in News Departments > New & Noteworthy
print the content item

The North American wind market will recover in 2014 after a lackluster performance in 2013 and grow 207% year-over-year (YOY), according to a new report from MAKE Consulting. Specifically, the research firm says the region added 2.7 GW last year and is slated to install 8.3 GW this year.

In addition, MAKE expects North America to install 58.6 GW through 2023 - 30% of which is expected from 2014 to 2016 on account of an anticipated production tax credit (PTC) extension in the U.S. this year and provincial feed-in tariffs (FITs) and procurements in Canada.

Beyond 2016, MAKE expects two more growth cycles from 2018 to 2020 and from 2021 to 2023, which will largely track state renewable energy standard (RES) targets and fossil fuel capacity retirements in the U.S.

The firm says that although North American wind power development continues to hinge on intermittent policy support mechanisms, economic factors, including volatile natural gas prices and reductions in wind power’s levelized cost of energy (LCOE), will have growing importance and help drive new capacity through 2023.

With an expected CAGR of 17.1% from 2013 to 2023, the U.S. will remain the dominant market in North America. Cumulative installations over the next 10 years in the U.S. are expected to be four times larger than Canada’s. In terms of long-term development, MAKE says growth in the U.S. appears to be more secure as state RES policies, coal retirements, and stronger economic growth offer steady sources of demand for wind power; while Canada awaits successor policies.

Although this paints a very positive picture for development in the U.S., MAKE notes that the encouraging 17.1% CAGR is mainly on account of the PTC bubble in 2012, which caused an unusual downturn in 2013. Last year saw a 91% drop in installations from 2012 and also marked the first year Canada outpaced the U.S. in terms of new wind turbine capacity installations.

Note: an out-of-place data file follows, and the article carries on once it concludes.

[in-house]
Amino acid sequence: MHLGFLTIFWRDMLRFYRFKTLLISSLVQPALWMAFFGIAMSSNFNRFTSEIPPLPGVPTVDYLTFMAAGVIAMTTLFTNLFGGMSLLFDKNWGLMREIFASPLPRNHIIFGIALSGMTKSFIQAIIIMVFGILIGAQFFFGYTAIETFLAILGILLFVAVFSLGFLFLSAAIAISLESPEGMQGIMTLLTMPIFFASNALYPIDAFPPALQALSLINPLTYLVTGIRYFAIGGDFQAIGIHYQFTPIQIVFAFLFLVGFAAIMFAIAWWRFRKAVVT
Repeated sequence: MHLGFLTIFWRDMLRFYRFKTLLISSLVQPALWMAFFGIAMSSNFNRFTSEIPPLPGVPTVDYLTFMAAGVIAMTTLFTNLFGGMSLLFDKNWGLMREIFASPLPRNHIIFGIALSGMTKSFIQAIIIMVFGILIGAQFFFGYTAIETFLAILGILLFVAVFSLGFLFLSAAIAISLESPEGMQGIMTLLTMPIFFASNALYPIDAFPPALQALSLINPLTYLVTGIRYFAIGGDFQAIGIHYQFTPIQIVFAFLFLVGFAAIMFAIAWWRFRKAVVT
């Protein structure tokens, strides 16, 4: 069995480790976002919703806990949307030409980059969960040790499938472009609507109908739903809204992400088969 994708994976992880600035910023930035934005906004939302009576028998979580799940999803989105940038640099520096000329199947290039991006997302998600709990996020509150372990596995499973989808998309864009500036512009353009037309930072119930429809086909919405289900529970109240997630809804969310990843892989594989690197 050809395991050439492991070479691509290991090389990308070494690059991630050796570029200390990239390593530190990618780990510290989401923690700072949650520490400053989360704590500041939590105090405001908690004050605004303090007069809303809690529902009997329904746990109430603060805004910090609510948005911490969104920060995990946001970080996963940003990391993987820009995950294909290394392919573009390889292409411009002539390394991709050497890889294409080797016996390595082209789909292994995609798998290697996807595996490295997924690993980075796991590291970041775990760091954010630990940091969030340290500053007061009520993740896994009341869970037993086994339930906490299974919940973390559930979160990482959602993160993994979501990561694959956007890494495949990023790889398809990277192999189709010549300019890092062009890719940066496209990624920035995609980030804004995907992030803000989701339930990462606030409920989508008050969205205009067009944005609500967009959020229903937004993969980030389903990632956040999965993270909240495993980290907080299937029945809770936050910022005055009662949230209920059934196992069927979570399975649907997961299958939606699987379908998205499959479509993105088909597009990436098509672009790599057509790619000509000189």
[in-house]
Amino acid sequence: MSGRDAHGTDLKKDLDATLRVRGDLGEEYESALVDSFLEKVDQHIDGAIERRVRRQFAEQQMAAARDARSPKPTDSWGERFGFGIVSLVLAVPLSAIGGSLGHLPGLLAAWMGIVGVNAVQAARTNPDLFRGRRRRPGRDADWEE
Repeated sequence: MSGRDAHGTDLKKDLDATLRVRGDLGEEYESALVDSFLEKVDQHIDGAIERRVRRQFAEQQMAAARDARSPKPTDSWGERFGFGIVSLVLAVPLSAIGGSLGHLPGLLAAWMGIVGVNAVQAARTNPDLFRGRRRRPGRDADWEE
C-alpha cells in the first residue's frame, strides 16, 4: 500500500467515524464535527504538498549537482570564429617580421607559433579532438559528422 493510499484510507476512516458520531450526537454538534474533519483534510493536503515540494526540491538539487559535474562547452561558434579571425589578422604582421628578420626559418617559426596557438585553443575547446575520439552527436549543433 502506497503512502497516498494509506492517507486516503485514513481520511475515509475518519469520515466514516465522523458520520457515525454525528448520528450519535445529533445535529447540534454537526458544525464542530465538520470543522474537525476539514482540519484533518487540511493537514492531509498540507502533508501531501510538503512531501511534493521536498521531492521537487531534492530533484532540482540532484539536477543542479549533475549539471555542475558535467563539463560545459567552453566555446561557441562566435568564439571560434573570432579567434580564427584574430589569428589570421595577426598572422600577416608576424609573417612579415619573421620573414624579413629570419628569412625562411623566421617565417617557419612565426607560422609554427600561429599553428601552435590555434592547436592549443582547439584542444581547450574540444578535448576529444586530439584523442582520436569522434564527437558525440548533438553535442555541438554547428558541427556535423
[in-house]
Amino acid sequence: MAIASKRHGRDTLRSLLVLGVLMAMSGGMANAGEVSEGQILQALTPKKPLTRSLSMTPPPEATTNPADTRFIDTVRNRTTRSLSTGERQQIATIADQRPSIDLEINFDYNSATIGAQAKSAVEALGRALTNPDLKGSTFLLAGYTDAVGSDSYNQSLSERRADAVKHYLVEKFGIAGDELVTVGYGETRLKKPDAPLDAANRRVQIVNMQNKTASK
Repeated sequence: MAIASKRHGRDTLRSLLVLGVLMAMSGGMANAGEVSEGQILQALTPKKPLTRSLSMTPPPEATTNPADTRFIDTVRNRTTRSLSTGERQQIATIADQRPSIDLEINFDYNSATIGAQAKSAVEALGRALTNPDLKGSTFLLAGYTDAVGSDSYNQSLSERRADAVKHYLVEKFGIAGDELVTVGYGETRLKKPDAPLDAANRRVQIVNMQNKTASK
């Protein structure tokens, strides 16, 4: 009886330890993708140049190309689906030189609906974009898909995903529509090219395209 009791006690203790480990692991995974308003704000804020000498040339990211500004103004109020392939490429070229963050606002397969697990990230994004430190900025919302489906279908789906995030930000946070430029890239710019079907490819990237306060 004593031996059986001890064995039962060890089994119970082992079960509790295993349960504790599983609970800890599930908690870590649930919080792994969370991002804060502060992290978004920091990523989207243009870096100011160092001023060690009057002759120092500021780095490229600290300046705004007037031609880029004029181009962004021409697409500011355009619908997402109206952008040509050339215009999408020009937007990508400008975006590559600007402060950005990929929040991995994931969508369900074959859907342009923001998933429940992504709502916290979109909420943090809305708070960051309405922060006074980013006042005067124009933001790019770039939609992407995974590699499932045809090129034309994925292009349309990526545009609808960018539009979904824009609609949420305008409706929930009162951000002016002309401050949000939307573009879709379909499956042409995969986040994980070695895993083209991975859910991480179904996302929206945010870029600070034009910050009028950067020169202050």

From 2014 to 2016, the Canadian wind industry will have the largest three-year growth in its history, as it is expected to add 5.1 GW of new wind capacity. More than 70% of this record growth will occur in Ontario and Quebec, thanks to their provincial FIT and procurement policies specifically for wind power. New procurement policies in these two provinces were announced in 2013,with 1.4 GW of new wind power to be installed within the next four years.

In the U.S., 18.1GW will be commissioned in the next three years. Nearly half of the new build will occur in Texas, and another 36% in states with RES policies. MAKE expects a PTC renewal in the fourth quarter of 2014, extending the eligibility deadline for new project starts until 1 January 2016.

MAKE says the LCOE of new wind power is declining, while average wholesale electricity prices are rising. The company expects wind power’s LCOE to reach grid parity in key markets in 2016 and most of the U.S. by 2023. This will be a driver for the U.S. wind market during this decade, but grid parity is on a longer time horizon in Canada due to lower electricity prices and large reserves of hydroelectric power.



Trachte Inc._id1770
Latest Top Stories

Federal Appeals Court Finds Obama's Wind Farm Decision Unconstitutional

A federal appeals court ruled that the U.S. government violated the constitutional rights of Chinese-owned Ralls Corp. when ordering the divestment of four Oregon wind farms.


Renewables Make Up Over 50% Of New U.S. Power In First Half Of 2014

According to a recent government report, renewable energy sources, such as wind and solar, continue to dominate new electric generating capacity.


Suzlon Facility Lends Key Assist In Developing 'The Wind Technicians Of Tomorrow'

The turbine manufacturer’s Elgin, Ill.-based training facility is the culmination of a program that puts a new twist on a proven method of instruction.


Having Their Say: CanWEA Clarifies True Source Of Canadian Wind Success

The Canadian Wind Energy Association (CanWEA) takes issue with a recent report summary regarding various renewable energy policies in North America.


FWS Issues Landmark Eagle Take Permit: What Does It Mean For Wind Projects?

The U.S. Fish and Wildlife Service's (FWS) recent decision has far-ranging implications for operating wind farms, as well as for those under development.

Navigant_id1983
Canwea_id1984
Renewable NRG_id1934